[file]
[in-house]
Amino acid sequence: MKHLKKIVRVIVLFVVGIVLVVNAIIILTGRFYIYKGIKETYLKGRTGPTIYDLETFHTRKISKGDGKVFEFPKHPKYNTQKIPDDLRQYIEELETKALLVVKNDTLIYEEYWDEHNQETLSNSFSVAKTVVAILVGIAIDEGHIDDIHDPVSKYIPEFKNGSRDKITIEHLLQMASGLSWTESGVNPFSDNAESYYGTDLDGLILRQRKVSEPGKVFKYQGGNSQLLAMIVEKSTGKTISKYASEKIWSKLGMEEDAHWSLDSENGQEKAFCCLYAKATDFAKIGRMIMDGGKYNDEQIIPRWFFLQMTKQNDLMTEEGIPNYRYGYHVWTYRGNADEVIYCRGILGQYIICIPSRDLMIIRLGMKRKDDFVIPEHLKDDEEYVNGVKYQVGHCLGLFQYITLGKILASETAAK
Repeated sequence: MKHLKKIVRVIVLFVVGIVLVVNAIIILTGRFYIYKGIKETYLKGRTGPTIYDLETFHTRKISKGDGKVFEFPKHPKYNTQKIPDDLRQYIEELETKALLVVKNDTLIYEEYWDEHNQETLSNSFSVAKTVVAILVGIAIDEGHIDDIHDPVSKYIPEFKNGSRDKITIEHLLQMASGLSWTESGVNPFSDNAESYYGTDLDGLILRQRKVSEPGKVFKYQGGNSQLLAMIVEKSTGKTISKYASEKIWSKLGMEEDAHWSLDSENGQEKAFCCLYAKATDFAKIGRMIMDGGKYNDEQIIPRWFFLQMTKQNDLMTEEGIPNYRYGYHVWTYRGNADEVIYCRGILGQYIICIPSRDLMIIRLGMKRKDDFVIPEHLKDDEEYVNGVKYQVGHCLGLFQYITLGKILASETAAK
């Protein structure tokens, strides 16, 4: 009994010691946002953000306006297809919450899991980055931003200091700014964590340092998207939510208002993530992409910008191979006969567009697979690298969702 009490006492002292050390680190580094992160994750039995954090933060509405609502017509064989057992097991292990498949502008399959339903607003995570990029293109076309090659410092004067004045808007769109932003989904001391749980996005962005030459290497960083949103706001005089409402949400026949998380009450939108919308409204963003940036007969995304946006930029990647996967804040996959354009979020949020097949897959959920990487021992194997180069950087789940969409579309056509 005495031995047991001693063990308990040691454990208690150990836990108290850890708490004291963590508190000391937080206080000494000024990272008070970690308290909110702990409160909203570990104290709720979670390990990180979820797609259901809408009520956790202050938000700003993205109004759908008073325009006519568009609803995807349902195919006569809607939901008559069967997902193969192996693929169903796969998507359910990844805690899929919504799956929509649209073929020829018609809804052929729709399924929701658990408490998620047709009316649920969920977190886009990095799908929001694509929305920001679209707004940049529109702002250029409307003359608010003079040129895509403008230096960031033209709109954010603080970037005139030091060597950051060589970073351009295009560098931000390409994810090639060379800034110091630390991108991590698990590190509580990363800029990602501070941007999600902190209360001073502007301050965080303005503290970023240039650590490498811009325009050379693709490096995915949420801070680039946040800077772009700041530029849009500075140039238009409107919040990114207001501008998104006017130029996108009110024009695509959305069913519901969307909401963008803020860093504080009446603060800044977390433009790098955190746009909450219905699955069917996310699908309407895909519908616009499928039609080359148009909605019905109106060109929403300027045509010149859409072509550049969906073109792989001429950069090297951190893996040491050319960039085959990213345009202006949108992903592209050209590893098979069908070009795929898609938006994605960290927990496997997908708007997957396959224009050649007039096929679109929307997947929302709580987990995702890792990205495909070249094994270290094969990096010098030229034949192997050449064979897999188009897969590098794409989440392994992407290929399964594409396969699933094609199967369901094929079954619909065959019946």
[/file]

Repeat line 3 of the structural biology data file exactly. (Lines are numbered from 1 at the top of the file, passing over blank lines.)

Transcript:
Repeated sequence: MKHLKKIVRVIVLFVVGIVLVVNAIIILTGRFYIYKGIKETYLKGRTGPTIYDLETFHTRKISKGDGKVFEFPKHPKYNTQKIPDDLRQYIEELETKALLVVKNDTLIYEEYWDEHNQETLSNSFSVAKTVVAILVGIAIDEGHIDDIHDPVSKYIPEFKNGSRDKITIEHLLQMASGLSWTESGVNPFSDNAESYYGTDLDGLILRQRKVSEPGKVFKYQGGNSQLLAMIVEKSTGKTISKYASEKIWSKLGMEEDAHWSLDSENGQEKAFCCLYAKATDFAKIGRMIMDGGKYNDEQIIPRWFFLQMTKQNDLMTEEGIPNYRYGYHVWTYRGNADEVIYCRGILGQYIICIPSRDLMIIRLGMKRKDDFVIPEHLKDDEEYVNGVKYQVGHCLGLFQYITLGKILASETAAK